All this month we are celebrating the art of the opening track here on TMSDOTORG. Some of our favorite people will be sharing some of their favorite opening tracks and we hope they become some of your favorite too. You can listen along on Spotify! Have any suggestions - hit up our Facebook page (please?!?!)
1. Next Exit by Interpol
As a generally lazy person, I don’t participate in a lot of activities that require psyching up, but when I need a little boost for whatever reason this is the song I listen to. It’s kind of an odd choice, I know. Next Exit is a ballad with sparse instrumentation which moves like a snail dragging a glacier, but for some reason it really gets me going. When I listen to this track I feel invincible. I feel like anything is possible. The lyrics, while being completely inscrutable (this is Paul Banks after all), are certainly triumphant, and the minor swell of the music enhances them beautifully. That bridge always amazes me. In fact, it contains one of my favorite moments in any song ever: “We’ve been building up steam, ignited by this fight/So do this thing with me instead of tying on a tight one tonight.” For some reason that I can’t quite explain, once I hear that line I unfailingly feel the need to box an alligator, and I know for certain I’ll win.
2. I Was a Lover by TV on the Radio
Has there ever been a braver start a major album? I know that the first time I heard I Was a Lover I was so turned off that I took Return to Cookie Mountain out of my CD player immediately and didn’t put it back in for months. I, like so many others, had bought the album after hearing the remarkably catchy Wolf Like Me on the radio, so when I was confronted with the bizarreness that awaited me on much of the rest of the album I had no idea how to react. Months later, when I got up the courage to give the record another chance I spent a great deal of my time marveling at the beauty of tracks like Wash the Day, Blues From Down Here, A Method and, yes, the opening track. What amazes me about I Was a Lover and its placement on the album is its uncompromising nature. Bravely and potentially divisively, it forces you to accept the record entirely on its own terms. If they’d buried the track on the second side they could have made it the overall experience of the album far more palatable to the average listener. Instead, they put it right up front, a challenge, a hurdle and, ultimately, an object of beauty.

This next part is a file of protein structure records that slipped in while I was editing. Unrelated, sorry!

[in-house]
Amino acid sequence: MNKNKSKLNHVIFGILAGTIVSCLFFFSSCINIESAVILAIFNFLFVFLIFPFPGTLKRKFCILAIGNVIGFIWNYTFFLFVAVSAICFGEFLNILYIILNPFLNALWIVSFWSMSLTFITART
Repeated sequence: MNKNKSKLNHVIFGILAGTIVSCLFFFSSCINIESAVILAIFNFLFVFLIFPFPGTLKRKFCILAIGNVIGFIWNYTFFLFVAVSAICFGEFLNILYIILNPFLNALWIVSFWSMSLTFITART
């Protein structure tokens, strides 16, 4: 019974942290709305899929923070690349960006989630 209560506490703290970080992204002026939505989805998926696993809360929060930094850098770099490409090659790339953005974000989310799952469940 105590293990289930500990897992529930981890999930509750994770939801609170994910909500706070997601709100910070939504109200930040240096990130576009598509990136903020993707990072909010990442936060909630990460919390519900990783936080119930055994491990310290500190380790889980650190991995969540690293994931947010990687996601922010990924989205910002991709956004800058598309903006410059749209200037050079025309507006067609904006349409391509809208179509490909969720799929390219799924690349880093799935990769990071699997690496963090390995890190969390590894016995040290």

3. Changing of the Guards by Bob Dylan
Street Legal, the last album Dylan released before his period of born-again sermonizing, is a very unusual entry even when considered the context of one of the oddest careers in the history of popular music, and in my opinion his voice has never sounded better. Still, while the whole record sounds good, very good in my mind, there aren’t a lot of tracks that really stand out from the pack as extraordinary. That is except for the first track, Changing of the Guards, which is a flat-out masterpiece. In my opinion, it’s one of Dylan’s greatest songs ever. I’ve never heard the man more energized. The words just keep coming and coming relentlessly, and the effect is one of undeniable power. Most artists would probably use a masterpiece of this magnitude a bit more cautiously, saving it for further in the record to enhance its overall effect, but Dylan gives it away right off the bat, recalling his decision to place Like a Rolling Stone as the first track on Highway 61 Revisited. However, while Rolling Stone was just one masterpiece on a record containing several, the rest of Street Legal (with the possible exception of Señor) just can’t compete with Changing of the Guards and as such it suffers a bit in comparison, making a perfectly decent album seem a bit less special that it truly is. Still, what an opening…